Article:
This is the home of the Make Community team for the WordPress open sourceOpen SourceOpen Source denotes software for which the original source code is made freely available and may be redistributed and modified. Open Source **must be** delivered via a licensing model, see GPL. project!
Here is where we have policy debates, project announcements, and assist community members in organizing events.
Everyone is welcome to comment on posts and participate in the discussions regardless of skill level or experience.
If you love WordPress and want to help us do these things, join in!
We are currently updating the names of our contributor roles throughout our resources. The new role names are Community Team Event SupporterEvent SupporterEvent Supporter (formerly Mentor) is someone who has already organised a WordCamp and has time to meet with their assigned mentee every 2 weeks, they talk over where they should be in their timeline, help them to identify their issues, and also identify solutions for their issues. (formerly MentorEvent SupporterEvent Supporter (formerly Mentor) is someone who has already organised a WordCamp and has time to meet with their assigned mentee every 2 weeks, they talk over where they should be in their timeline, help them to identify their issues, and also identify solutions for their issues.), Community Team Program SupporterProgram SupporterCommunity Program Supporters (formerly Deputies) are a team of people worldwide who review WordCamp and Meetup applications, interview lead organizers, and keep things moving at WordCamp Central. Find more about program supporters in our Program Supporter Handbook. (formerly DeputyProgram SupporterCommunity Program Supporters (formerly Deputies) are a team of people worldwide who review WordCamp and Meetup applications, interview lead organizers, and keep things moving at WordCamp Central. Find more about program supporters in our Program Supporter Handbook.), and Program ManagerProgram ManagerProgram Managers (formerly Super Deputies) are Program Supporters who can perform extra tasks on WordCamp.org like creating new sites and publishing WordCamps to the schedule. (formerly Super DeputyProgram ManagerProgram Managers (formerly Super Deputies) are Program Supporters who can perform extra tasks on WordCamp.org like creating new sites and publishing WordCamps to the schedule.).
You may find it useful to set out a number of language/style guidelines to be used throughout your content, and create branding before you start. These can include:
Your overall theme. Does your WordCampWordCampWordCamps are casual, locally-organized conferences covering everything related to WordPress. They're one of the places where the WordPress community comes together to teach one another what they’ve learned throughout the year and share the joy. Learn more. have an overall theme? This may relate to the host city.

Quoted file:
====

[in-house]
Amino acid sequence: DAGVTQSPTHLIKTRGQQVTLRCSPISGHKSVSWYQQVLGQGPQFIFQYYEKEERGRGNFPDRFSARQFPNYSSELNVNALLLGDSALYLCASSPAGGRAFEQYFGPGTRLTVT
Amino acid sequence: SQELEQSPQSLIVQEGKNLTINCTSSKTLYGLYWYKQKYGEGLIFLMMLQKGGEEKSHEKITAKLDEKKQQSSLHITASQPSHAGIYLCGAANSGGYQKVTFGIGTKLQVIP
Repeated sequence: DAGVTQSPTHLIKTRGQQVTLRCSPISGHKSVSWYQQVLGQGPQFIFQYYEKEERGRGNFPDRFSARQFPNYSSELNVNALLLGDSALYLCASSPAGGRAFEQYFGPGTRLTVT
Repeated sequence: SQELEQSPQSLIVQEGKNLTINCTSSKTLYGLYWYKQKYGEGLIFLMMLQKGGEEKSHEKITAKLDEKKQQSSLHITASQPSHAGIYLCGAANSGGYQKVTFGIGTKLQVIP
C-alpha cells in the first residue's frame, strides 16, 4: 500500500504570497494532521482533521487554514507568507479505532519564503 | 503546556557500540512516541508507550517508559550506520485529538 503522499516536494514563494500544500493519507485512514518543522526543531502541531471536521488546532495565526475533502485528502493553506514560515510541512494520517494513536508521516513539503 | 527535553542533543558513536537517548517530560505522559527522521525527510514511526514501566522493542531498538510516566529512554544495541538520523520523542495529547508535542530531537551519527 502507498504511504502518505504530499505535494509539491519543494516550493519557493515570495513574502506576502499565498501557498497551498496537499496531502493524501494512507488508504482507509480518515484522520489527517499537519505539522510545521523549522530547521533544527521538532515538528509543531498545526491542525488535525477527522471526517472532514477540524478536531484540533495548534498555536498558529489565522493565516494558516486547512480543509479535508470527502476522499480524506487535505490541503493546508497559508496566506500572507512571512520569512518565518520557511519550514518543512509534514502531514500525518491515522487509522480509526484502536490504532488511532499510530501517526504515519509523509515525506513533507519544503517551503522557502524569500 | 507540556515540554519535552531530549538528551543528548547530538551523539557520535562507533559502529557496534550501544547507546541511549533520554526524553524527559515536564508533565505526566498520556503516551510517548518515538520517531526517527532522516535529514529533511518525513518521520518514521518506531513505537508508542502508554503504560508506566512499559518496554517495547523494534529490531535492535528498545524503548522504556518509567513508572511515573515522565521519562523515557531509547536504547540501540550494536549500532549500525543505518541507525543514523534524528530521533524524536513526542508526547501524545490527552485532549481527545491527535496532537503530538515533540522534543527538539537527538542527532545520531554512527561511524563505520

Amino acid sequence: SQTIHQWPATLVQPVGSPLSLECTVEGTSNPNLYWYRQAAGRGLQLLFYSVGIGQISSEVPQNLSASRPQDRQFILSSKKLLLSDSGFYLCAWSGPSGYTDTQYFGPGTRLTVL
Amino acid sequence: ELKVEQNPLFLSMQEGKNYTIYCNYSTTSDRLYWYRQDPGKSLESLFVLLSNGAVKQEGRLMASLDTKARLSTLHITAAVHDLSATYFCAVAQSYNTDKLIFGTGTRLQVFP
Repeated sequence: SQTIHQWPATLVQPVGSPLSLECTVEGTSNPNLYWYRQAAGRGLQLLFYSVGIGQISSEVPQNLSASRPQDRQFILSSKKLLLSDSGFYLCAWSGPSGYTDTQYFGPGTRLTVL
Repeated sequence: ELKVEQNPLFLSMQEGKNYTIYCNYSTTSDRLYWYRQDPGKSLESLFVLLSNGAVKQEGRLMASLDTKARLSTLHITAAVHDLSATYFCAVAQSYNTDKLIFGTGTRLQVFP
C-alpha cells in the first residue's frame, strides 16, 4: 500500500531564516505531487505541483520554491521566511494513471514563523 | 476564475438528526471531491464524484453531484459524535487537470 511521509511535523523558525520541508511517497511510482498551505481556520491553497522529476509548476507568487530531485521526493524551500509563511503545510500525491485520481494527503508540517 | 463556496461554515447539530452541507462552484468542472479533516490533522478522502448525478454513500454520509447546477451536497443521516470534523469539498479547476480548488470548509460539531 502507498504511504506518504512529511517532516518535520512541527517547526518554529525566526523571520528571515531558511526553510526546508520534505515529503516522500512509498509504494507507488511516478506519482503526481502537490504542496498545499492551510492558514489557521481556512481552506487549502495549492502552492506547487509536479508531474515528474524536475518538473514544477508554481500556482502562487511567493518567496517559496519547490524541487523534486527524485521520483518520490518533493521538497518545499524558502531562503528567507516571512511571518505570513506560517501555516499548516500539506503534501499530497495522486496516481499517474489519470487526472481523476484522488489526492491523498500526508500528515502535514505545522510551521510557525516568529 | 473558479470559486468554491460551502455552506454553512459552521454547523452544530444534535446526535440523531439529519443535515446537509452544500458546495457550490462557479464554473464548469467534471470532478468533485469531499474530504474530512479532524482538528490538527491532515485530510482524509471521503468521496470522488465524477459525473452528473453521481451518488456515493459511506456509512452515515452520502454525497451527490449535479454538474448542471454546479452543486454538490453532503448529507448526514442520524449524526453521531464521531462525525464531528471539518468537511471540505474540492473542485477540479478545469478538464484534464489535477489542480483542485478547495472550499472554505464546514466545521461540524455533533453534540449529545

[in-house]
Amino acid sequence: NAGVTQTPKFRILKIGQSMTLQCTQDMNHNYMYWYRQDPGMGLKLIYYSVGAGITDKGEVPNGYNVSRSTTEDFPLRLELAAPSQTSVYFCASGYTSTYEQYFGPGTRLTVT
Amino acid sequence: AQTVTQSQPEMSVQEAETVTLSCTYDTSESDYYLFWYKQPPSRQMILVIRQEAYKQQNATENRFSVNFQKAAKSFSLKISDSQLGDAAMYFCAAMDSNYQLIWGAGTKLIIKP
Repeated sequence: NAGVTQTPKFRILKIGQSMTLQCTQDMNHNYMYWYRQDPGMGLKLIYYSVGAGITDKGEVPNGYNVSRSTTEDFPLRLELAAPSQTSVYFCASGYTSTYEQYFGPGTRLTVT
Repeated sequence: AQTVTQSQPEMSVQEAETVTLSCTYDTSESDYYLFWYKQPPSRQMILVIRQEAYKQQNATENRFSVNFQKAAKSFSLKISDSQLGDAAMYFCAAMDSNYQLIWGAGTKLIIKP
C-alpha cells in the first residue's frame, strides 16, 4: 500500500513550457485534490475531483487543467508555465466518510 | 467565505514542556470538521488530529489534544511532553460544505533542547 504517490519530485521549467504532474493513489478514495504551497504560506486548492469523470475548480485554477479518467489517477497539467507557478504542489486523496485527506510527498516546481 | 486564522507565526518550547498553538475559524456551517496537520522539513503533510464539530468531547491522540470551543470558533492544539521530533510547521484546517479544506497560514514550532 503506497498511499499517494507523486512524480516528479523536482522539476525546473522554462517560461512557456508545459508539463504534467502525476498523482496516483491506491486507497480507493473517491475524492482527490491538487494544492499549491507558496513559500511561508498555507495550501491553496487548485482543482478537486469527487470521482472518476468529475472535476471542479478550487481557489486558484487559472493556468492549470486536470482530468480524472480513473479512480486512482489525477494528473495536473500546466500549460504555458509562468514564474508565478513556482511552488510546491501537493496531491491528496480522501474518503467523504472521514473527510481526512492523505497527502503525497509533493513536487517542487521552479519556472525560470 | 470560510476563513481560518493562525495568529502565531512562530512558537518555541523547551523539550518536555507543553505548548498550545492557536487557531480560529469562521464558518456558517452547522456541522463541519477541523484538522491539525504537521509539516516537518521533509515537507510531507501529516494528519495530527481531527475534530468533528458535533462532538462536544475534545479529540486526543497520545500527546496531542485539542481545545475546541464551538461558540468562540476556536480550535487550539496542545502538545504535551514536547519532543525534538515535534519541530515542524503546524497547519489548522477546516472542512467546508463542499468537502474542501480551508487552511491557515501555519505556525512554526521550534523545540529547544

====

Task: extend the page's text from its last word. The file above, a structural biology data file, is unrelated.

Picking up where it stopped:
You can brand all your WordCamp’s communication with this overall theme! This adds identity, uniqueness and fun to the brand!
Examples and ideas:
WordCamp Bristol 2017: nautical theme. Used nautical terms for sponsors; referred to attendees as “sailors”; nautical website branding; etc.
Useful key phrases. Set these out in a single document and copy/paste these to use consistently throughout all your communication. These may include:
An “elevator pitch” for the WordCamp: a one or two sentence “pitch” explaining what the conference is.
You may also wish to set up a number of tools which can make your organising life easier!
Standardised branding, including website banners etc, square versions for social, hex colours of the branding, a default featured imageFeatured imageA featured image is the main image used on your blog archive page and is pulled when the post or page is shared on social media. The image can be used to display in widget areas on your site or in a summary list of posts. for blog posts. Create these now and save time later!
Create social accounts including Facebook and Twitter.
Set up a Mailchimp account! Encourage people to sign up to a single WordCamp [Your City] newsletter, which can be re-used every year. This gives you an existing group of interested people every year who you can sell tickets to!
Below you’ll find the posts most WordCamps publish on their blogs in the run up to the event. These are in roughly the order you’ll need and include an overview of the aim of each post, suggestions for the content of each post and reference examples.
This is a non-exhaustive and non-complete list, so take the below as suggestions and do what’s best for your WordCamp!
This post can invite attendees to suggest the topics they wish to hear about at the upcoming WordCamp. This can be as simple as asking people to comment below the post, or a more complex form. Example from WordCamp Sacramento 2017